We are now examining the mechanisms for growth arrest and apoptosis induced by PU.1 in classical Hodgkin lymphoma cells and myeloma cell lines. We showed previously that TRAIL is upregulated in myeloma cell lines through direct transactivation by PU.1 and plays a role in apoptosis in those cells [8]. In contrast, TRAIL is initially expressed at high levels in Hodgkin lymphoma and PU.1 does not induce upregulation of TRAIL. In L428 cells, p21 is upregulated by PU.1 induction, and knockdown of p21 rescues growth arrest induced by PU.1, suggesting p21 is involved in PU.1 induced growth arrest. This is also observed with the myeloma cell line, U266. However, p21 is not upregulated following PU.1 induction in another Hodgkin lymphoma cell line, KM-H2, or a myeloma cell line, KMS12PE. Therefore, growth arrest mechanisms do not appear to be the same among all Hodgkin lymphoma and myeloma cell lines. We performed DNA microarray analysis to examine highly upregulated and downregulated genes following PU.1 induction in Hodgkin and myeloma cell lines. Among those genes examined, IRF7, which is important for interferon cascade, is highly upregulated in all four cell lines. Because IRF1 is known to directly transactivate p21, IRF7 may also up-regulate p21. Our data show that many interferon stimulated genes (ISGs) are highly upregulated after PU.1 induction in L428 and U266 cells in parallel with p21 upregulation, but not in KM-H2 and KMS12PE cells, which do not upregulate p21. Therefore, in these cells, other tumor suppressors, including p15, p16, and p73, but not p21 may be transactivated by PU.1. Identifying PU.1 downstream targets that induce growth arrest and apoptosis may serve as a guide to new targeted therapies for Hodgkin lymphoma and multiple myeloma.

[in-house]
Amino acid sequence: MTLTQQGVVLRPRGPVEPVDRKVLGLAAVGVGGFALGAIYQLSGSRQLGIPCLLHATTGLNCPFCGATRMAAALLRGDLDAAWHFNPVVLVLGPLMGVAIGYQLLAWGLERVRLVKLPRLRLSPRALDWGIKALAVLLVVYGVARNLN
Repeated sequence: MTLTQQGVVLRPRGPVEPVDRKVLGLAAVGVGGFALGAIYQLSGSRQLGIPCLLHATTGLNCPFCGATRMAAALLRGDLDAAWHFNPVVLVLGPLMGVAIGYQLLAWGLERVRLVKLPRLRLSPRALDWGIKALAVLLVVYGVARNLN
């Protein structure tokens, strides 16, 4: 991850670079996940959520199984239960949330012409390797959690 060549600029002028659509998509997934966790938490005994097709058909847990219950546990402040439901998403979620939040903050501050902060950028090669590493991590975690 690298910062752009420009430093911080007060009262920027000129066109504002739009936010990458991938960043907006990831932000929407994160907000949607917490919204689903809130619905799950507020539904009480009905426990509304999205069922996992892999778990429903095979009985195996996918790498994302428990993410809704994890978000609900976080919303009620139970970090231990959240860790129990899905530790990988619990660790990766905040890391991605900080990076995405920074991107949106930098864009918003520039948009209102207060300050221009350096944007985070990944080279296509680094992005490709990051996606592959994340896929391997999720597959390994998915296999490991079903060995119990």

Yutaka Okuno: Department of Hematology, Kumamoto University of Medicine, Kumamoto, Japan

Hiromichi Yuki: Department of Hematology, Kumamoto University of Medicine, Kumamoto, Japan

Correspondence:

Yutaka Okuno, email:

Received: December 27, 2012;

Published: December 31, 2012

References

1. Scott EW et al. Science 1994; 265(5178):1573-1577.

2. McKercher SR et al. Embo J 1996; 15(20):5647-5658.

3. Chang HC et al. Nat Immunol. 2010; 11(6):527-534.

4. Rosenbauer F et al. Nat Genet. 2004; 36(6):624-630.

5. Iwasaki H et al. Blood. 2005; 106(5):1590-1600.

6. Tatetsu H et al. Cancer Research. 2007; 67(11):5328-5336.

7. Yuki H et al. Blood. 2012; Dec 4. [Epub ahead of print]

8. Ueno S et al. Oncogene. 2009; 28(46):4116–4125.